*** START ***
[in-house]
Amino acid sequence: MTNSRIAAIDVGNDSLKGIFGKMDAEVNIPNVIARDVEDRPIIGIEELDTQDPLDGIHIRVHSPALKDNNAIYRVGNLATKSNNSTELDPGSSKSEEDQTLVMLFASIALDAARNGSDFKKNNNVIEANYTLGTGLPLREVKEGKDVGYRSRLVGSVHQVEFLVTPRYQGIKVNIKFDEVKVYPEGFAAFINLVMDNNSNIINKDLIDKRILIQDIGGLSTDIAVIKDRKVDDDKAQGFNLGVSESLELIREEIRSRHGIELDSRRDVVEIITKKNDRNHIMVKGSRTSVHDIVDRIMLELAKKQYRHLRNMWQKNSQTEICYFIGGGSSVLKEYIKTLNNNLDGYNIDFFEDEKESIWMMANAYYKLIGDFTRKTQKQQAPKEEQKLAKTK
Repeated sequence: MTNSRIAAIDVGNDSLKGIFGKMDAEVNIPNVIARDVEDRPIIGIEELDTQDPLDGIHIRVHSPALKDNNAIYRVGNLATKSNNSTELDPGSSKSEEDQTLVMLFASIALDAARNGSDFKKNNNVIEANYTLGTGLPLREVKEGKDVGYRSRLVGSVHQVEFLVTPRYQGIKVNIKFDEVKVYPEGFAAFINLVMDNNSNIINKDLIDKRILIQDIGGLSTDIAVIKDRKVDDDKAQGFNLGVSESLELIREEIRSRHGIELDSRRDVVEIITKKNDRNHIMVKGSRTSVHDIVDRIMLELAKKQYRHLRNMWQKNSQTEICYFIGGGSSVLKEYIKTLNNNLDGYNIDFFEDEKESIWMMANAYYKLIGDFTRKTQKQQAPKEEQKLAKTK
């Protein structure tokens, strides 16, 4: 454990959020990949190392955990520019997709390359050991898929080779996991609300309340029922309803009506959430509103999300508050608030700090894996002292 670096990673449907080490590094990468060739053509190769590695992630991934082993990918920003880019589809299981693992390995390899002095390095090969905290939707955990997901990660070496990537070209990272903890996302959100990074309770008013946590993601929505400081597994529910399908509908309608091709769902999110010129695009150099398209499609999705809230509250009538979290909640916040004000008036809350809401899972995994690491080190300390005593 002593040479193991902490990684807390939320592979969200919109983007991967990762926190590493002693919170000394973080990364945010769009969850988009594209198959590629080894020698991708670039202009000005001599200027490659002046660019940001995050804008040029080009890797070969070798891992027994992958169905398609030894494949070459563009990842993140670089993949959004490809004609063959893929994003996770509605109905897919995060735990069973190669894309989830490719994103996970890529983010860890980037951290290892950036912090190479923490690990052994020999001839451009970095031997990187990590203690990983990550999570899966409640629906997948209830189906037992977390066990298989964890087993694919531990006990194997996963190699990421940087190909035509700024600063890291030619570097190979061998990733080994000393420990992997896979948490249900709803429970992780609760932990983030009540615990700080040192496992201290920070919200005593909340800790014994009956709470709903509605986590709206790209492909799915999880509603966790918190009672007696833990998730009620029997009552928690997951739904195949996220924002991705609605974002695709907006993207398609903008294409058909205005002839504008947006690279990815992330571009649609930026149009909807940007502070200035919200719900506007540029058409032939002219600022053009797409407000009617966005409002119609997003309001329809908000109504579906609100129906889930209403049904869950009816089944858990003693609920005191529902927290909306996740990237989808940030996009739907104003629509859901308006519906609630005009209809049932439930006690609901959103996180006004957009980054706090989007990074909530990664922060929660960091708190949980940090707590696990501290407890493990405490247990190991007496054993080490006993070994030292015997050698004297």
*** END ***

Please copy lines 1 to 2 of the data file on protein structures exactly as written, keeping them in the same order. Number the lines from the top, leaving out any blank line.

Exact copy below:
[in-house]
Amino acid sequence: MTNSRIAAIDVGNDSLKGIFGKMDAEVNIPNVIARDVEDRPIIGIEELDTQDPLDGIHIRVHSPALKDNNAIYRVGNLATKSNNSTELDPGSSKSEEDQTLVMLFASIALDAARNGSDFKKNNNVIEANYTLGTGLPLREVKEGKDVGYRSRLVGSVHQVEFLVTPRYQGIKVNIKFDEVKVYPEGFAAFINLVMDNNSNIINKDLIDKRILIQDIGGLSTDIAVIKDRKVDDDKAQGFNLGVSESLELIREEIRSRHGIELDSRRDVVEIITKKNDRNHIMVKGSRTSVHDIVDRIMLELAKKQYRHLRNMWQKNSQTEICYFIGGGSSVLKEYIKTLNNNLDGYNIDFFEDEKESIWMMANAYYKLIGDFTRKTQKQQAPKEEQKLAKTK